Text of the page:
Step 1: Splitting Threads

To split the threads, first place the mature threads on a bamboo pole and break the tied thread ends.

Divide the threads into small sections according to the tied portions.

Then, using the method of lifting and flipping, identify the direction of the thread veins and continue to split them into relatively independent parts until the desired amount of thread is obtained, ensuring clear veins and smooth organization.

Throughout the process, the right hand mainly flips the threads on the bamboo pole, while the fingers of the left hand grip the split threads to prevent overlapping and confusion.

Step 2: Brushing Threads

Tie the previously split threads to a rope with a slipknot, leaving about 15 centimeters of thread segment after rolling.

Hold this thread segment with the index and middle fingers of the left hand, and then use the fingers of the right hand to arrange the thread to a generally smooth state.

Next, use a wrung-out damp towel to cover it for three to five minutes before starting to brush the threads.

While brushing, hold the brush handle horizontally in the right hand, insert the bristles of the pig bristle brush diagonally into the flattened thread, slide down with some force to the bottom of the thread, and rotate to brush out any tangles or knots in the middle of the thread.

Repeat this process several times on both sides, using the fingers of the right hand to comb the thread surface to ensure a clear and untangled arrangement.

During the brushing process, the thread held between the index and middle fingers of the left hand may loosen or tighten as the brush moves up and down, but it should not be left in a completely free state.

Step 3: Clamping Copper Wire

While still holding the bottom end of the thread with the left fingers, use the right index finger to align the top end of the thread, with a width slightly larger than 0.5 to 1 centimeter longer than needed.

Then, pull out a copper wire, pinch the middle, and lightly hold the ends with the thumb and index finger of the left hand.

Slightly twist and turn the wire to form a long U-shape.

Shift the thumb and index finger of the left hand to a position 2 to 3 centimeters from the bottom of the U-shape, maintaining two parallel lines formed by the two wires, and use the thumb and index finger of the right hand to pinch the bottom of the U-shape together.

Quickly twist it into a tighter spiral shape, forming a Y-shape with the wire.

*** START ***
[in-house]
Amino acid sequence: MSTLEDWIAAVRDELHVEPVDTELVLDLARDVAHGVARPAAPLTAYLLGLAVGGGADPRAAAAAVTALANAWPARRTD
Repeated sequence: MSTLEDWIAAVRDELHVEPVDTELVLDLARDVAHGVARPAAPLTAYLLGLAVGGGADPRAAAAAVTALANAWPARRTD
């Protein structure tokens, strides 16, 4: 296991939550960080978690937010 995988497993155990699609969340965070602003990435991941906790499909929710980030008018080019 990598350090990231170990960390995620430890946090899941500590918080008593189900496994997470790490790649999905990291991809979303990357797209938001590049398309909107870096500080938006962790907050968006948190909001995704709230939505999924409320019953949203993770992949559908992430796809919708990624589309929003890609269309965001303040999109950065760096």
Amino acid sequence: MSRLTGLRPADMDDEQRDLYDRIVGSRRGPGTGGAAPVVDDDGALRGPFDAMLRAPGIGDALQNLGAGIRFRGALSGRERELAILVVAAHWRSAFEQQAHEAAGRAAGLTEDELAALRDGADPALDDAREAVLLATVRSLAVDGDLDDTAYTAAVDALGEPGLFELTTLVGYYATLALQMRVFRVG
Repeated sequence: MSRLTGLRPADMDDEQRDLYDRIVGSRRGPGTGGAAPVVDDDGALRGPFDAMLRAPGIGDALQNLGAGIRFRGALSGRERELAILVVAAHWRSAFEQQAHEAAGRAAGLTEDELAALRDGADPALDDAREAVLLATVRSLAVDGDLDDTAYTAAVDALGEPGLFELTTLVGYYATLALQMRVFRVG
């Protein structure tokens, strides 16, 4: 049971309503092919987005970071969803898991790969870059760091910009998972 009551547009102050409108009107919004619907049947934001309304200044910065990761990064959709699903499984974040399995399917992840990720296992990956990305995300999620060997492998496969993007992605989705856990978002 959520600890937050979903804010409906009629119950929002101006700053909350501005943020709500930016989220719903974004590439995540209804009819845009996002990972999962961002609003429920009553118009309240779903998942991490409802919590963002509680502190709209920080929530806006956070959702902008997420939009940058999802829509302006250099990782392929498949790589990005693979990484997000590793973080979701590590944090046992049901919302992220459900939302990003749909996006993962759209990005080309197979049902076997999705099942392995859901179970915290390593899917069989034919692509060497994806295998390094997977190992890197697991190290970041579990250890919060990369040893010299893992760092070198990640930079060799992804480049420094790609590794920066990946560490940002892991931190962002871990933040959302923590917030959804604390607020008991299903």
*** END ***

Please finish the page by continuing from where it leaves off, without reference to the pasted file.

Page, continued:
Then, clamp the two ends of the wire that are separated by the split thread with the thumb and index finger of the left hand, and twist them outward, bringing the upper portion of the wire together.

Step 4: Cutting Strips

Lift the clamped thread with scissors held under the left hand and cut off the thread.

Step 5: Rolling Strips

Pick up the copper wire with the right hand and rotate both hands in opposite directions to create a thick spiral shape with the thread strip.

Place the thread strip on a wooden board and use a rolling board with the right hand to roll and compress the thread strip until it becomes tight and dense, forming a single thread strip.

A qualified thread strip should be consistent in length, thickness, weight (uniform thickness during splitting), color matching, and should stand upright on the copper wire, full of vitality.

Step 6: Trimming Strips

When tipping, pay attention to correcting the posture. Keep both arms moderately apart and hollow under the armpits.

Slowly twist the thumb and index finger of the left hand holding one end of the thread strip, while holding the tipping scissors with the right hand.

Trim the thread strip by pressing the cutting edge against the copper wire.

When the cutting edge reaches the copper wire, it is called a "full tip"; if the cutting edge does not reach the copper wire, it is called a "half tip".

Step 7: Assembling Ronghua Flowers

When grouping flowers, keep both arms moderately apart, with hollow armpits.

Hold one end of the iron wire with the thumb and index finger of the left hand, while the middle finger and ring finger stabilize the wire, ensuring it remains stable.

Hold the paper with the right hand, and while the thumb and index finger of the left hand continue to twist the wire, the middle finger and ring finger also push the wire upwards, stabilizing it.

The right hand holding the paper simultaneously pushes it forward, ensuring the paper wraps evenly around the wire.

A key indicator of mastering this basic skill is that the twisting motion of the left hand's fingers can transform a bent wire into a straight one as it continually moves upward.

DIY Kits for Two Kinds of Ronghua

Fluffy Ronghua - Traditional Style

So, you know the classic ronghua look, right? Fluffy, not pressed down, kinda like velvet flowers. And everyone's seen the plum flower design - it's super beginner-friendly too.

We've got this DIY kit ready for you to get crafty with a traditional-style plum flower ronghua. In the kit, you'll find all the stuff you need: dyed silk threads (split already, don't worry), annealed copper wire, paper buds, and all the tools you'll need (like a twisting board, tweezer, brush, clips, and scissors).

Flat Ronghua - Pressed style

Well, we've got an even cooler version of Ronghua - the pressed one. They're perfect for making flowers that look super real, like chrysanthemum. This type needs an extra step though - you've gotta use an ironer or hair straightener to squash the ronghua sticks into shape.

We've got a DIY kit for these fancy pressed-style Pink Bloom ronghua flowers. Inside this kit, you'll find everything you need: dyed silk threads (already split for you), annealed copper wire, metalware, and all the tools (like a twisting board, tweezer, brush, hair straightener, clips and scissors).